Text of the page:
Love and Let Go

God said, “Take your son, your only son Isaac, whom you love, and go to the land of Moriah, and offer him there as a burnt offering on the mountain that I shall show you.” – Genesis 22:2

This story is a tough one. In the face of God’s demand (later rescinded) to Abraham to sacrifice his son, Isaac, we recoil—as indeed we should. And some say they want nothing to do with such a God. I get it.

But if we stick with it, and resist an overly literal interpretation, this story has urgent questions for us in this time of so much change, loss, and anxiety about the future.

When “Isaac” stands for those good gifts of God in which we find our identity and our future, what if we must give those up? What if they are taken from us? What next? Who are we then?

I know a congregation who love their 150-year-old church building. Who they are is bound up with that beautiful, impossible building. If they give that building up, who will they be then?

Loss of a job or the end of a career raises these questions too. I (mostly) loved congregational ministry. What happens when that is given up? Who am I then?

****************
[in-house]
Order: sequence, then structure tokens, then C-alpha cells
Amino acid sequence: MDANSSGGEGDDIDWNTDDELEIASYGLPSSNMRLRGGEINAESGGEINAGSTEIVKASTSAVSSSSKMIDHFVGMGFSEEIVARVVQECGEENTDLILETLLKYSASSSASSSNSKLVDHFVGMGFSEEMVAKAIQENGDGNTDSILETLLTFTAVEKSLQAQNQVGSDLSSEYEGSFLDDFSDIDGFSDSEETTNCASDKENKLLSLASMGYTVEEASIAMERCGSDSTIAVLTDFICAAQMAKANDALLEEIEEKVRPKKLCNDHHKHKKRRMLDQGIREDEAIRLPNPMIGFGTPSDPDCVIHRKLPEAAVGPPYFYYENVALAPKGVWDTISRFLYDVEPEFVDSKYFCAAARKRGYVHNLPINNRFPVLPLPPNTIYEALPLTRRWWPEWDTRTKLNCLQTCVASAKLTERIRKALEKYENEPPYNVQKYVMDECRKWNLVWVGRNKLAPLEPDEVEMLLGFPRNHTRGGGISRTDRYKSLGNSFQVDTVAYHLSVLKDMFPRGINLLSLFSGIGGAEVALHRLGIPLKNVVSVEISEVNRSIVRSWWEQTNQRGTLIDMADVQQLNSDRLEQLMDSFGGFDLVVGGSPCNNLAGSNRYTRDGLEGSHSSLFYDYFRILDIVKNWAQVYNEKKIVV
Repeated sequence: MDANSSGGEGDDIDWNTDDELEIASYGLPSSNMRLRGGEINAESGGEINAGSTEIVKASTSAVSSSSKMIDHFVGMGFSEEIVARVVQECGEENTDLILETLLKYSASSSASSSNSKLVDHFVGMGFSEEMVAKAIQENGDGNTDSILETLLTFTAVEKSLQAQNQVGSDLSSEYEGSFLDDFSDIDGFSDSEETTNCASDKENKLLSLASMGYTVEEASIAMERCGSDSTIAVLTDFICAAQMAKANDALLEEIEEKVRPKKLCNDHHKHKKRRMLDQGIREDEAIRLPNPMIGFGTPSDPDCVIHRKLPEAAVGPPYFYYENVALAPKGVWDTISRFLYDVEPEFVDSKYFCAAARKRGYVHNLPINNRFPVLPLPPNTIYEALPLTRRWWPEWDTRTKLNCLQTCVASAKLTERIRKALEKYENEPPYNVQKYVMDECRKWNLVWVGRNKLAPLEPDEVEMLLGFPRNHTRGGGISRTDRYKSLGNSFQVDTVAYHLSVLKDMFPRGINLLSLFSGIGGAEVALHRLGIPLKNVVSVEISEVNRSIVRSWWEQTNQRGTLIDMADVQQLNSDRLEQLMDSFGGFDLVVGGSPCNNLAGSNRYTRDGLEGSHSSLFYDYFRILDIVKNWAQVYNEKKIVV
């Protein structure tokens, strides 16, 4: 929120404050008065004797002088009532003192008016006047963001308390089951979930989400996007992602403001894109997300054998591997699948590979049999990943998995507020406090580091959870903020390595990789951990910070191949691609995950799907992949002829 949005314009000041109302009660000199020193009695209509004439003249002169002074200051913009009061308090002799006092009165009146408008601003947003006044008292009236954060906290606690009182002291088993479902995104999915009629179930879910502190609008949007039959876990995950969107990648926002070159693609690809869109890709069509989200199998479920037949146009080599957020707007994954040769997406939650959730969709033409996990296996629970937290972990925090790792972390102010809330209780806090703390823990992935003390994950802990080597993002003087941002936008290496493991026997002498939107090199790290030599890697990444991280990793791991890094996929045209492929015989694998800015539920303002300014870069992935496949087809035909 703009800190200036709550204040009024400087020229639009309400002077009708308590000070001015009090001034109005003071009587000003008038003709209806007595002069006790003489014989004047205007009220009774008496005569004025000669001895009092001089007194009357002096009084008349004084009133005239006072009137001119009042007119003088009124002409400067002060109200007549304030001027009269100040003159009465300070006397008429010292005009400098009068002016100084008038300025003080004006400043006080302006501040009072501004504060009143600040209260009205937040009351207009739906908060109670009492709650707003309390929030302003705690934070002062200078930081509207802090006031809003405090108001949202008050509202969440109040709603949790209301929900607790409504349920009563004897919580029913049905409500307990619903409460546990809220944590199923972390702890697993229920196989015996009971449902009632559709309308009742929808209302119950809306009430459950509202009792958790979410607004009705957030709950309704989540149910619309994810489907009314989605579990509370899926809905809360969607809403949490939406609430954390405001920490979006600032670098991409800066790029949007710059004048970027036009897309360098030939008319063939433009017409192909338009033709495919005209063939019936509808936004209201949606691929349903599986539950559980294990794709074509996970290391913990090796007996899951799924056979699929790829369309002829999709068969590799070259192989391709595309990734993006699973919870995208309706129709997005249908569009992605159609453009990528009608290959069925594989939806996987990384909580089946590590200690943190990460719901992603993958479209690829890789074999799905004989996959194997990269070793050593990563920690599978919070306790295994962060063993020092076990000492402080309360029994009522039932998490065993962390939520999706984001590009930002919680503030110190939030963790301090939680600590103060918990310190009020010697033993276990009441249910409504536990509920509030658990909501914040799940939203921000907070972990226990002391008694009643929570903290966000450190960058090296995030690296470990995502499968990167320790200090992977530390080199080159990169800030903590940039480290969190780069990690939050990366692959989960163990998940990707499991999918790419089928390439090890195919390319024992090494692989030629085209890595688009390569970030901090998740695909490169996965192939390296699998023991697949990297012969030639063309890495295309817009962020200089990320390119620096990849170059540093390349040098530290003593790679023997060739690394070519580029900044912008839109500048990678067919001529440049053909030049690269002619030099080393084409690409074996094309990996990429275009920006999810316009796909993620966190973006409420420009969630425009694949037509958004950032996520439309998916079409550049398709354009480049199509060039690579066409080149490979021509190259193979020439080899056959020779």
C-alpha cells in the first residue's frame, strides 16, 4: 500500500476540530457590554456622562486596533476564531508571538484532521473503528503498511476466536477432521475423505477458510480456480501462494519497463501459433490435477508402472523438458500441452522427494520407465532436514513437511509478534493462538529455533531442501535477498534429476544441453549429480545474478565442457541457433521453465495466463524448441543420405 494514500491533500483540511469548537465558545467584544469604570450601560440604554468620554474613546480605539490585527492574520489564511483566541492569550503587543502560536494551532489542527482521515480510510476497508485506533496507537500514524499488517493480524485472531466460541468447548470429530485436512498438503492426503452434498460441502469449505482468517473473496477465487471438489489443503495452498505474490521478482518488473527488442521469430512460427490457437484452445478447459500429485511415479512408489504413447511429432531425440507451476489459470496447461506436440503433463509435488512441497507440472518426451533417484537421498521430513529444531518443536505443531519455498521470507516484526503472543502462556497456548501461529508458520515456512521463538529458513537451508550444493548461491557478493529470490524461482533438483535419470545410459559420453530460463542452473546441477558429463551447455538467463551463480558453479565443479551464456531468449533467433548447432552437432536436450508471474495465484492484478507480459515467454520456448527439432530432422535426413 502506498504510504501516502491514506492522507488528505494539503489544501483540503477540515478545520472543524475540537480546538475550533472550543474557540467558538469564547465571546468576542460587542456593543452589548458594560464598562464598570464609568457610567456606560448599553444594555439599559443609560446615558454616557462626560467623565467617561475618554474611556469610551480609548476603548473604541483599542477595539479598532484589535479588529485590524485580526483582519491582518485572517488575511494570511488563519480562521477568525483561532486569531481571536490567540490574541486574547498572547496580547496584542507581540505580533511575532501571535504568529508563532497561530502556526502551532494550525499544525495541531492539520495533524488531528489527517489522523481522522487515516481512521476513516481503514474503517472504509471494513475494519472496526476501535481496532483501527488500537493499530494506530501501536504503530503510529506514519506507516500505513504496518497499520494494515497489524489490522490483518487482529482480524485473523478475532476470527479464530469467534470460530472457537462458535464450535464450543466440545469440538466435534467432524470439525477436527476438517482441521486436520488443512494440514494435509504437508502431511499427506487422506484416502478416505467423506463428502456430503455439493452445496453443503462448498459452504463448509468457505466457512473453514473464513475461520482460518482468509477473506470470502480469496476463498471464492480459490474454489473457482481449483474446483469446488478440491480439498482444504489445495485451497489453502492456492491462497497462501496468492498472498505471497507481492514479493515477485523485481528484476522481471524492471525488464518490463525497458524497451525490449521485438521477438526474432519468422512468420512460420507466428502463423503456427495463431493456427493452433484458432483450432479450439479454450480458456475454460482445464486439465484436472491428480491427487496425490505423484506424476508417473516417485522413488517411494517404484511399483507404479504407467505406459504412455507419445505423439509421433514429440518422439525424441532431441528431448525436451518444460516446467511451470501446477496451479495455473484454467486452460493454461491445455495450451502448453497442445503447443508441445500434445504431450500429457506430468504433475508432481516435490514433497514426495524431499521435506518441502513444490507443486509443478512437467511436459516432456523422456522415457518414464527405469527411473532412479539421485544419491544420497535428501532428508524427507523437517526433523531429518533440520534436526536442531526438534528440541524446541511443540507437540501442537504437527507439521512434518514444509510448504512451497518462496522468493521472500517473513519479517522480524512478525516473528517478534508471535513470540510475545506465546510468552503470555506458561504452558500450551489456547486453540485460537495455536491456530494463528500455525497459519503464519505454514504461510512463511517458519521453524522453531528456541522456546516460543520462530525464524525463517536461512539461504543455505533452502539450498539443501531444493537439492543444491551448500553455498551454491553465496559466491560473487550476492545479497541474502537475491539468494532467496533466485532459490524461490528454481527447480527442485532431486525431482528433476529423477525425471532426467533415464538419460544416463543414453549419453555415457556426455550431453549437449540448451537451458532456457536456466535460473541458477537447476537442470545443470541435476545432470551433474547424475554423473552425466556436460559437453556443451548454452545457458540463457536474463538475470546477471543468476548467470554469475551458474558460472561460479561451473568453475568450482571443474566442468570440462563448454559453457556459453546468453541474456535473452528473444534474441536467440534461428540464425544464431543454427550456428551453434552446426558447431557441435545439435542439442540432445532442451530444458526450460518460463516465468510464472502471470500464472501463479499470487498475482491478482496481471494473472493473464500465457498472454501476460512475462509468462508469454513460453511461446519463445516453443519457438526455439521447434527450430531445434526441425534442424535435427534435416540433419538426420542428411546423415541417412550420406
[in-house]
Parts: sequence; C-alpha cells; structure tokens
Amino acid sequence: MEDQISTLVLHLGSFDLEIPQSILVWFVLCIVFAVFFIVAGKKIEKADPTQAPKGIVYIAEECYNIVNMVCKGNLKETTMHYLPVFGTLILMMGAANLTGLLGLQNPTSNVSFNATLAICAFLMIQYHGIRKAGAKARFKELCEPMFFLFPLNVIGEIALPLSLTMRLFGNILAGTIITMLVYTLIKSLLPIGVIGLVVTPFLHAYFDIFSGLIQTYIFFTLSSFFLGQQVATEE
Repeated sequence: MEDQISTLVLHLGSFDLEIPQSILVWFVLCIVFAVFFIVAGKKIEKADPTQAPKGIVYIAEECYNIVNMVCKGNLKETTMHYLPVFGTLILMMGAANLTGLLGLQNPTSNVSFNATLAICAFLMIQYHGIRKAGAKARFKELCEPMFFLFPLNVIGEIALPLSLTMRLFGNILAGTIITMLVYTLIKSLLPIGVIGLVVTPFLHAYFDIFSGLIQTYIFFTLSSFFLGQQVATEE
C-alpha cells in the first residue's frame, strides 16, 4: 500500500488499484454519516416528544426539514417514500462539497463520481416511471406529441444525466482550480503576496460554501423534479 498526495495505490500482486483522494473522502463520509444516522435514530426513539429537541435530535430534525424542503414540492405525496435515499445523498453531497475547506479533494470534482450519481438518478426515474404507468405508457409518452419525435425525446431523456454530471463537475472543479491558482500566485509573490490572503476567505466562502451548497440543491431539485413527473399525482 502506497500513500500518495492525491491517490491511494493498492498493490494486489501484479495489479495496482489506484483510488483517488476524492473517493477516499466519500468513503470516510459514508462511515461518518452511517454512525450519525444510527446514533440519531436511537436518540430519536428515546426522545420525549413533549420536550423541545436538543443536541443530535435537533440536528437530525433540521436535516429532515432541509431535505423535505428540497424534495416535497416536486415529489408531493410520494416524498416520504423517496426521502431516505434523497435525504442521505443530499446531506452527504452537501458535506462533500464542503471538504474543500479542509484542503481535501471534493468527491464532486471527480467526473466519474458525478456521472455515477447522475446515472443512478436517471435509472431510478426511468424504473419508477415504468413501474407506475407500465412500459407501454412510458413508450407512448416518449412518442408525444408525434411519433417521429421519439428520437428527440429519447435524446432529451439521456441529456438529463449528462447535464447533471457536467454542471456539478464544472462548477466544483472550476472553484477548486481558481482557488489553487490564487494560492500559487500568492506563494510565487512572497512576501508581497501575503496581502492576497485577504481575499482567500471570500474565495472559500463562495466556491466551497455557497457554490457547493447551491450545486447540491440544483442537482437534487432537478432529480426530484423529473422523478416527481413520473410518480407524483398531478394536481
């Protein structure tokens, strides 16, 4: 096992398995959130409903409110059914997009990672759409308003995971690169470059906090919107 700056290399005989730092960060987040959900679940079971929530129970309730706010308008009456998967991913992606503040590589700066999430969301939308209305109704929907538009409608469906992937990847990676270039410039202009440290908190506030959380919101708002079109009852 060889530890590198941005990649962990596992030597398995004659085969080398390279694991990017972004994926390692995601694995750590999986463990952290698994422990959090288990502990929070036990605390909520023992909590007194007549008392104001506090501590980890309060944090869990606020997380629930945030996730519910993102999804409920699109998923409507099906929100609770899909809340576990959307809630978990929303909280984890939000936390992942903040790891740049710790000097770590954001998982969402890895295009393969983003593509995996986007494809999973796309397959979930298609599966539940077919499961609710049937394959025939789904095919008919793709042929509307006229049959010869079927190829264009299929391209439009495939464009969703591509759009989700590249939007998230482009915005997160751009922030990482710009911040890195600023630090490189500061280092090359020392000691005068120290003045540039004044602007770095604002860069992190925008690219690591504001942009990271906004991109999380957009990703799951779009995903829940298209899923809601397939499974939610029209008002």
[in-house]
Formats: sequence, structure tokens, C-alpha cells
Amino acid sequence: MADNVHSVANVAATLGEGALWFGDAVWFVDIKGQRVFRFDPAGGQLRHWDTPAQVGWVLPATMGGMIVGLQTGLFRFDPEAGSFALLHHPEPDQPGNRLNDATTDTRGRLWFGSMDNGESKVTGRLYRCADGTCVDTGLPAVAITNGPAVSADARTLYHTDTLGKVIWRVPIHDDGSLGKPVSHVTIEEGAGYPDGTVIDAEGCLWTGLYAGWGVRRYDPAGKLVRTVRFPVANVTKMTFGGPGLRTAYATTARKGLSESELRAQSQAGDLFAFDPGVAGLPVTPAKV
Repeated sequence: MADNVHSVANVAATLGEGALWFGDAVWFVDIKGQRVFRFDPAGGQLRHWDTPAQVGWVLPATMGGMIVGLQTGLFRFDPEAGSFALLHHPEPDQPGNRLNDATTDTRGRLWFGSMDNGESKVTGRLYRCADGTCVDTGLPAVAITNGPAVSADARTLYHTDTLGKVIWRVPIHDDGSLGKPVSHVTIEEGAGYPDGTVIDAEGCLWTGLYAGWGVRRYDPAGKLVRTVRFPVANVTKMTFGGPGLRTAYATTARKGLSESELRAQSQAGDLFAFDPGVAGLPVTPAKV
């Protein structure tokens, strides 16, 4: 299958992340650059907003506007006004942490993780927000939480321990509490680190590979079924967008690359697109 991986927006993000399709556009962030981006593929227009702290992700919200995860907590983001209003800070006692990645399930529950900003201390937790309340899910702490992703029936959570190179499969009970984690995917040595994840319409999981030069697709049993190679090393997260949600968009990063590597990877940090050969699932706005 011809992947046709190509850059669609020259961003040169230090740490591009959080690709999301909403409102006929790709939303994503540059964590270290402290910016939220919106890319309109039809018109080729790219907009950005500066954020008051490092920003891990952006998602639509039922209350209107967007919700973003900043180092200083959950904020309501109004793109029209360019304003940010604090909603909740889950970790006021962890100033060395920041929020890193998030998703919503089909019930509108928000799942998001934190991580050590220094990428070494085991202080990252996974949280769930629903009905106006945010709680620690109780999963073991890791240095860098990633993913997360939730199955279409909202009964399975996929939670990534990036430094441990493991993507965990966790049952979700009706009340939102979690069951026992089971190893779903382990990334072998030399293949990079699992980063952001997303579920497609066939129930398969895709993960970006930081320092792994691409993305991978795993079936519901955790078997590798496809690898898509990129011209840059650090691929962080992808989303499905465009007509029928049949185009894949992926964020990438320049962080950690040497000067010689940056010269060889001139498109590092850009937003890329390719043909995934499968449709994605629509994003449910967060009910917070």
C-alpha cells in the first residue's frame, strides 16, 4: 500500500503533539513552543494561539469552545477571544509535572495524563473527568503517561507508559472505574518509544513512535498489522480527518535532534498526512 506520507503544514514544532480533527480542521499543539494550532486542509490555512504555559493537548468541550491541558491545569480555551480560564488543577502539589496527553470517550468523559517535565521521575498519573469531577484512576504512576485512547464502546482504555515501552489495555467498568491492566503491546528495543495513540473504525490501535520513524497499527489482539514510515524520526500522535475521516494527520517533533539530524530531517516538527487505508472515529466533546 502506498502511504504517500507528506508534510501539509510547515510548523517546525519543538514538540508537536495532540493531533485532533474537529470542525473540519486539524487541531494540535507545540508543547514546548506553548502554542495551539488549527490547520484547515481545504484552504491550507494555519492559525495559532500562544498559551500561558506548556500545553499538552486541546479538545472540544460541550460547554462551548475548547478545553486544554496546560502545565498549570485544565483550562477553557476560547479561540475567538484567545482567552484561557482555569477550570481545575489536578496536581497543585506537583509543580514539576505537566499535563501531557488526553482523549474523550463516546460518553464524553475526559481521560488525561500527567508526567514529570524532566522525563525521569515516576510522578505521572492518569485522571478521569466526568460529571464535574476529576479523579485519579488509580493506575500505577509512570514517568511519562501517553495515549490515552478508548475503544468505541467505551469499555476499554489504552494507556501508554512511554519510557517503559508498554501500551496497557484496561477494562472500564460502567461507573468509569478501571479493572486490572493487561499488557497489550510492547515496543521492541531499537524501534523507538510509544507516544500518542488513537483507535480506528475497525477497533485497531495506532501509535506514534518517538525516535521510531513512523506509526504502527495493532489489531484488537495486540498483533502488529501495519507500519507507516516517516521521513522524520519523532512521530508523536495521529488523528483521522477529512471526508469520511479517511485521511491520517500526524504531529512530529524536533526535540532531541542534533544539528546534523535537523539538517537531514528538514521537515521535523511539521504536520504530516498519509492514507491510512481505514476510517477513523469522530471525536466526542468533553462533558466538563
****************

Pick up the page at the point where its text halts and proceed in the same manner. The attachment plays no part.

For some of us, “Isaac” is a job or career. For others, “Isaac” is their family. For still others, “Isaac” may be a longtime home. “Isaac” may even be the once true, but now not true, story we tell ourselves about who we are and how life works.

We are right to love God’s good gifts, as indeed “Abraham loved Isaac.” But what happens when they are surrendered or lost? Who are we then? Is God still God? Does our trust lie in the gifts or in the Giver? That is the question this story asks.

I am here to testify that even when we surrender those good gifts that have defined us, God is still God. We may find that our life did not depend on those gifts but on the living God, who is not finished with any of us yet.


Help us to love your good gifts and to let them go. Amen.

ddrobinson.jpgAbout the Author
Tony Robinson, a United Church of Christ minister, is a speaker, teacher, and writer. He is the author of many books, including What’s Theology Got to Do With It: Convictions, Vitality and the Church. You can read Tony’s “Weekly Meditation” and “What’s Tony Thinking?” at his website,